Why Halliburton, NOV, Baker Hughes are Compelling "Buys"
David is a member of The Motley Fool Blog Network -- entries represent the personal opinion of the blogger and are not formally edited.
Oil well service providers rank amongst my favorite stocks. Overly beaten down from the Macondo oil spill, they trade at extremely low multiples despite impressive growth forecasts. I recommend thus buying stakes in Halliburton (NYSE: HAL), Baker Hughes (NYSE: BHI), and National-Oilwell Varco (NYSE: NOV). All are extremely undervalued and have seen growing demand abroad to fuel multiples expansion.
"Big Hal" is a leading producer in the field and, despite taking off 27.4% over the past 3 months, is still incredibly undervalued. Its historical 5-year average PE multiple is 14.8x, but the firm still trades at 10.7x past earnings. Analysts are currently very bullish on the stock and, according to FINVIZ.com, rate it a 1.8 out of 5 where "1" is a "buy" and "5" is a "sell." In my view, there are multiple reasons why this is the consensus:
The company has integrated its solutions in a way that is both efficient and practical for customers. While the dividend distribution is low, this is a good thing since the company is reinvesting earnings into a fast growing market. It has also innovated markets for frackers by creating PermStim, which substitutes for guar. The acquisition of Petris was also a very sound purchasing decision to better suit upstream businesses. This transaction will enable Big Hal to provide technical data about reservoirs to customers and influence their purchasing decisions.
While free cash flow trends have been weak (declining from $1.1 billion in 2Q08 on a TTM basis to $250 million in 2Q12, performance has still been great given the macro conditions. All of the last 3 quarters have bested consensus by an average of 8%. I believe that the bar has been set low for this industry leader, which results in higher risk-adjusted returns.
Baker Hughes & NOV
While I prefer an investment in Halliburton, Baker Hughes and NOV are still incredibly undervalued. Baker Hughes trades at a respective 11.4x and 11.1x past and forward earnings versus corresponding figures of 14.8x and 11.8x for NOV. Analysts forecast the latter to grow EPS annually by 13.3% over the next 5 years, 340 bps less than what is expected for Baker Hughes. In fact, Baker Hughes has a PEG ratio of 0.68, which indicates that future growth is nowhere close to being factored into the stock price. Analysts are nevertheless more bullish on NOV.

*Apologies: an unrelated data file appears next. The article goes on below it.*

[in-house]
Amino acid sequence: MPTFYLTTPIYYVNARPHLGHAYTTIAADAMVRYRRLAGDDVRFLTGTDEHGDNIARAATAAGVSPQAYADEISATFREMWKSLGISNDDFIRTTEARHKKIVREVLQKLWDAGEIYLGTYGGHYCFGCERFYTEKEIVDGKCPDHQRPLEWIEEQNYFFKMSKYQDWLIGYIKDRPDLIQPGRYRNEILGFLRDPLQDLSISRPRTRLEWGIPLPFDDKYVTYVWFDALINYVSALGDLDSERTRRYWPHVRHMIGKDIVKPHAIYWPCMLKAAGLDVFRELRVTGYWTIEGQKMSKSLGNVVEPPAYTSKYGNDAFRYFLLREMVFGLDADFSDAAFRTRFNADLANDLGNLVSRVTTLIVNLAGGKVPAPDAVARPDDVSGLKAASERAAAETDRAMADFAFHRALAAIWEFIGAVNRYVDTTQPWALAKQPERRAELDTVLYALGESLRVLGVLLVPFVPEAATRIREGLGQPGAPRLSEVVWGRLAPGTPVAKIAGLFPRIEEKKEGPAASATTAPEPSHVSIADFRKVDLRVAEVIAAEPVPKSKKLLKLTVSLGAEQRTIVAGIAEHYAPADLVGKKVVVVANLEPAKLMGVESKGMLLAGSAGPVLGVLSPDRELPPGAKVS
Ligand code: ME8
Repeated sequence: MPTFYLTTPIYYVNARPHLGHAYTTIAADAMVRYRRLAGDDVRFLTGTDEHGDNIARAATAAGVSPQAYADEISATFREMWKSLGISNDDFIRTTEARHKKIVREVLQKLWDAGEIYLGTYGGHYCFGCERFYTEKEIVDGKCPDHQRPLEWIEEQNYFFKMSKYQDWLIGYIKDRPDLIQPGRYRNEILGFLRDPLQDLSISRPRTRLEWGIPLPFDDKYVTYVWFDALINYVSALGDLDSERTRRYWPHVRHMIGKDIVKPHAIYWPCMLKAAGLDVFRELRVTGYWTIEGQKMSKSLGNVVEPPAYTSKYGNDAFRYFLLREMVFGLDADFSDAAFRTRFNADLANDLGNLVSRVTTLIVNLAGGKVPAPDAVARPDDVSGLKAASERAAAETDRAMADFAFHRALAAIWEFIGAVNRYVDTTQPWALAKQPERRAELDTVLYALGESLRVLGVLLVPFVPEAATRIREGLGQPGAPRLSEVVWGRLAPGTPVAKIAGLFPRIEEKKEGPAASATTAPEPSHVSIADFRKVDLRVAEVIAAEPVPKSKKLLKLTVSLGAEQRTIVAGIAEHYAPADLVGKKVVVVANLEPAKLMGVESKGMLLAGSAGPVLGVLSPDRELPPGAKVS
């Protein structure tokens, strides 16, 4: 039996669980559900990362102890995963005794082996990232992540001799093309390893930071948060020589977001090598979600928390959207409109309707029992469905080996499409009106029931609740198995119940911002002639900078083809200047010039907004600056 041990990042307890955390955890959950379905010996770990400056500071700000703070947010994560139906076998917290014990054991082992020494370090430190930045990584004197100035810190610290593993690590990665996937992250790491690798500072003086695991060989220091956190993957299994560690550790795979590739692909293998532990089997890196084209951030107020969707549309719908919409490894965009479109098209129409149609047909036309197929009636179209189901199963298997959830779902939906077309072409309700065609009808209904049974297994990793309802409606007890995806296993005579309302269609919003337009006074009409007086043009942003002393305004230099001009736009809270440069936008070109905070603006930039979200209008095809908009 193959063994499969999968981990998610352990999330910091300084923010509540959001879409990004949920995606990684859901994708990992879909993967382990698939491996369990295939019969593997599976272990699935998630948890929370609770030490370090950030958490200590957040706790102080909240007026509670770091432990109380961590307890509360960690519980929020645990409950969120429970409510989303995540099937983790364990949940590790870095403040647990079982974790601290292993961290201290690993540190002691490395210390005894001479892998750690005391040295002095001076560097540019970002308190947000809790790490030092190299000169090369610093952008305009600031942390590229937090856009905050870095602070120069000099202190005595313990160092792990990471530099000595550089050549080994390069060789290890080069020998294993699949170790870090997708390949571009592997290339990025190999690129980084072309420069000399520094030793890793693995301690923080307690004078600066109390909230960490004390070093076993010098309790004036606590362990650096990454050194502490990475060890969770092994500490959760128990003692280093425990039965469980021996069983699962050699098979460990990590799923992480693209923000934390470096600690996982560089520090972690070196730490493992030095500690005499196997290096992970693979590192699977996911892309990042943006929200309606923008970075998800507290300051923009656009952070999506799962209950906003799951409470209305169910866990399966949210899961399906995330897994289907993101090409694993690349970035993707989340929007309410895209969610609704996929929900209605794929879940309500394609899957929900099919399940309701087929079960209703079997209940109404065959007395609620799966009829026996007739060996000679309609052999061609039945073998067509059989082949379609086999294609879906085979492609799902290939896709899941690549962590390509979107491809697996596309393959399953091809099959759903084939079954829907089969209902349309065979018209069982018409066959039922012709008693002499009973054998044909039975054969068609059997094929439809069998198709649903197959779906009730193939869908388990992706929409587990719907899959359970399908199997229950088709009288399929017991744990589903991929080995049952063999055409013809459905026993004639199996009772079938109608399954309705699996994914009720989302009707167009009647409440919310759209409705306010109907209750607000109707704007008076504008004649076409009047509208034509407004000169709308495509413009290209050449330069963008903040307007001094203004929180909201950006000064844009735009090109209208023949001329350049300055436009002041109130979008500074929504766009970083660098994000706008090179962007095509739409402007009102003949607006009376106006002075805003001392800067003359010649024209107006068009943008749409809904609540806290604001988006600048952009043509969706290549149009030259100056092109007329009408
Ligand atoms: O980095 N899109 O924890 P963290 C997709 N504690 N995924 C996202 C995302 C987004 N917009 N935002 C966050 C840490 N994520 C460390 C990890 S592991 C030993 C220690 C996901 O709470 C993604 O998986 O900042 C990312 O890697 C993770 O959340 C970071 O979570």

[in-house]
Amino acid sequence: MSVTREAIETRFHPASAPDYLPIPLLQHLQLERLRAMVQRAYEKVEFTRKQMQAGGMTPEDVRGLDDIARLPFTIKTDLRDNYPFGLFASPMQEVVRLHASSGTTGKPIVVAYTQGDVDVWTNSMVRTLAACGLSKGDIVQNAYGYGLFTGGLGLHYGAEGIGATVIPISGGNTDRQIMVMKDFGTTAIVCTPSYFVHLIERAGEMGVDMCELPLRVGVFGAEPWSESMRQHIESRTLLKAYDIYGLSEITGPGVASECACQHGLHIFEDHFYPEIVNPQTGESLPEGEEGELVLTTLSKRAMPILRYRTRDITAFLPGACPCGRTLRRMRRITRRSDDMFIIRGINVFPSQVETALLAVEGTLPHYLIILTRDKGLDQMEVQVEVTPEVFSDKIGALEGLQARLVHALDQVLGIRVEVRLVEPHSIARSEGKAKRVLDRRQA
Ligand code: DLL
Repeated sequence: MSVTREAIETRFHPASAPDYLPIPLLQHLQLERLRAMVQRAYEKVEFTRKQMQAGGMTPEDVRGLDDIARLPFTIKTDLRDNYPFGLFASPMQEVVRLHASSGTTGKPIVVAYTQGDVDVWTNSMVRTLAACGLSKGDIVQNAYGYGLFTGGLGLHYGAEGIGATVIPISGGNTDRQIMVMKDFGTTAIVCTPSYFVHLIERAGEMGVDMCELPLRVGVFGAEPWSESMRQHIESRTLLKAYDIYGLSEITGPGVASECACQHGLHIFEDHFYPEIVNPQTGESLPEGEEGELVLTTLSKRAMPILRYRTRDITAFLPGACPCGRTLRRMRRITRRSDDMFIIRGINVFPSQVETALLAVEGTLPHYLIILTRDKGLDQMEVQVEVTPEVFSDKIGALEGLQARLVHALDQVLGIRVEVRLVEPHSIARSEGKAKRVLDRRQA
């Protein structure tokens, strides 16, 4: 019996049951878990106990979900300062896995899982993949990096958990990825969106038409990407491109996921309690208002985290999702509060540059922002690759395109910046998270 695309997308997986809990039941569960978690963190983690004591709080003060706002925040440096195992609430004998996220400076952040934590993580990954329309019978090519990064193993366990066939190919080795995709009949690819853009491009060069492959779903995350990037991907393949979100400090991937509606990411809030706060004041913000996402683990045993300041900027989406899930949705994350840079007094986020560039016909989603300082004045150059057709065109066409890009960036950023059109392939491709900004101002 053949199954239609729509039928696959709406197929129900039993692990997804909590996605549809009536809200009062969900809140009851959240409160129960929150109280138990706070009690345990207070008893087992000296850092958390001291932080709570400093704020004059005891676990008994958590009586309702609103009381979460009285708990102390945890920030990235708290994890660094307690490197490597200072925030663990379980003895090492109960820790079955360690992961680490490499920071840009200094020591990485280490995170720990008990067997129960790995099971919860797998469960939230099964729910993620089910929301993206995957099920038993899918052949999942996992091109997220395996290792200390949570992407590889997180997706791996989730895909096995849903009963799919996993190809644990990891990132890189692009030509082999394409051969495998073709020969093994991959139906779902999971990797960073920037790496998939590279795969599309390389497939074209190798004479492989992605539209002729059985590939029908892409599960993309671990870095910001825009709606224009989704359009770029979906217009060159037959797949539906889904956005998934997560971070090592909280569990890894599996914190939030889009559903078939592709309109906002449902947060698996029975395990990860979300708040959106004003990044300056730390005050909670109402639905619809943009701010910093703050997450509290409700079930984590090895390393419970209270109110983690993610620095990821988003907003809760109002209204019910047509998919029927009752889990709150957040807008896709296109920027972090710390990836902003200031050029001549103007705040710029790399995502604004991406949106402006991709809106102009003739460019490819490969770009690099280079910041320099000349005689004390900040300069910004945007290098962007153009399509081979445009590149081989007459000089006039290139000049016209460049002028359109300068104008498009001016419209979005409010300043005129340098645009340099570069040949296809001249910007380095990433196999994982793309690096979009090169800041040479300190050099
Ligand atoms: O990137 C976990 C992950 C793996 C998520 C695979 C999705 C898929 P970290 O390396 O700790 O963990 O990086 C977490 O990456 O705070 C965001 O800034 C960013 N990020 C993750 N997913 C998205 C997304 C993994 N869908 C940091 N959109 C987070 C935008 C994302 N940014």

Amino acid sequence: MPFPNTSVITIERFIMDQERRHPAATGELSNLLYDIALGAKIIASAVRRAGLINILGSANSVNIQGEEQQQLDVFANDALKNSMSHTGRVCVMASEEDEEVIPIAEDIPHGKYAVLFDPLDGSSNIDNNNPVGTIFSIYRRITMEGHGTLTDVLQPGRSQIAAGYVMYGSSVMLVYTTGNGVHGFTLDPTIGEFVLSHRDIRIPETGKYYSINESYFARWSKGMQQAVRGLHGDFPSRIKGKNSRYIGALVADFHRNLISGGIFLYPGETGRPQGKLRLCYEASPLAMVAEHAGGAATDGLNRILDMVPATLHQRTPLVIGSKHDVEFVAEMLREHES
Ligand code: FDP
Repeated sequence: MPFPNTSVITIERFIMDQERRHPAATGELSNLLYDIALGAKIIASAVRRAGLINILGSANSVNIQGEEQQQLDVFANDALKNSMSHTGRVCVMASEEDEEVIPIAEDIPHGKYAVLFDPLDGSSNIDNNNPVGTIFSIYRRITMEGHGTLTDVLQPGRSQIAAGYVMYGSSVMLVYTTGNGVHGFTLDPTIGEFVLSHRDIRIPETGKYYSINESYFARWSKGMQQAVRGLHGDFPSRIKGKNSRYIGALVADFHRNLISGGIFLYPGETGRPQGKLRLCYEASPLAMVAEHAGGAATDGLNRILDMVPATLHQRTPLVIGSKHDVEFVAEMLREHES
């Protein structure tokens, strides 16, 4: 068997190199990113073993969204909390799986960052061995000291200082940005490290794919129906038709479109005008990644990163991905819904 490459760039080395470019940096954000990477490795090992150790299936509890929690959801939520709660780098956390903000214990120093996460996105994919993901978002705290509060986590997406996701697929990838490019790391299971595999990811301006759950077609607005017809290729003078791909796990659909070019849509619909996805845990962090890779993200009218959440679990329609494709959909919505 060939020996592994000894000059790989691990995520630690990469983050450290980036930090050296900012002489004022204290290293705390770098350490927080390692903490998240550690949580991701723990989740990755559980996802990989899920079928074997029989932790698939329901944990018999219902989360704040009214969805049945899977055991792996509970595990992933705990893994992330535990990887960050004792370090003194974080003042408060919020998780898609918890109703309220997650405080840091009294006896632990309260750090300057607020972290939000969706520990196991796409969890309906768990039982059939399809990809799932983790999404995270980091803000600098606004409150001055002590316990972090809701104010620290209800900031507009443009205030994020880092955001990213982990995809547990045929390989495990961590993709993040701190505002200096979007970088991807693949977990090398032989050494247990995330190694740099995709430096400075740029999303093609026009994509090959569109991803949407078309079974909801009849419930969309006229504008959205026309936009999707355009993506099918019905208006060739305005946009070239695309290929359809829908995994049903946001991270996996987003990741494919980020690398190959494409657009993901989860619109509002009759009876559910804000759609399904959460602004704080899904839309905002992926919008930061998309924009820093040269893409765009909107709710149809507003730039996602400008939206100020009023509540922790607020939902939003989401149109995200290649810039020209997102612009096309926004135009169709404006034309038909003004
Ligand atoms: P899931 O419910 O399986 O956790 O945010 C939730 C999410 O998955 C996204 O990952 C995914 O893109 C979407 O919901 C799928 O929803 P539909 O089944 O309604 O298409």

Perhaps the reason for the difference in analyst opinion is due to the fact that NOV grew by a meaningfully greater amount during the past 5 years. It could also be due to the high amount of capital expenditures that Baker Hughes is managing.
On a fundamental level, it is hard to say which one is more promising than the other. Legendary Billionaire value investor Warren Buffett recently purchased a stake in NOV. I am particularly optimistic about the company's takeover strategy to dilute fixed costs. Nine companies were taken over in the first half of this year alone. As extraction becomes increasingly difficult, upstream businesses will consult with those of the largest scale. In this way, NOV has a highly compelling future that is not being fully appreciated by the market.
Baker Hughes has seen impressive activity in the Gulf of Mexico and onshore assets. This business was driven by low natural gas prices that encouraged extraction. Even still, domestic operations were challenged by input inflation and an oversupply of pressure pumping papacy. This, however, was offset by strong performance abroad where demand rose in EMEA. Results have been so good that several analysts upped expectations after terrific earnings during the second quarter where margins notably increased. Higher inventory also prepares the company for rising demand during the full recovery. Accordingly, I recommend buying shares.
TakeoverAnalyst has no positions in the stocks mentioned above. The Motley Fool owns shares of Halliburton Company and National Oilwell Varco. Motley Fool newsletter services recommend Halliburton Company and National Oilwell Varco. Try any of our Foolish newsletter services free for 30 days. We Fools may not all hold the same opinions, but we all believe that considering a diverse range of insights makes us better investors. The Motley Fool has a disclosure policy.If you have questions about this post or the Fool’s blog network, click here for information.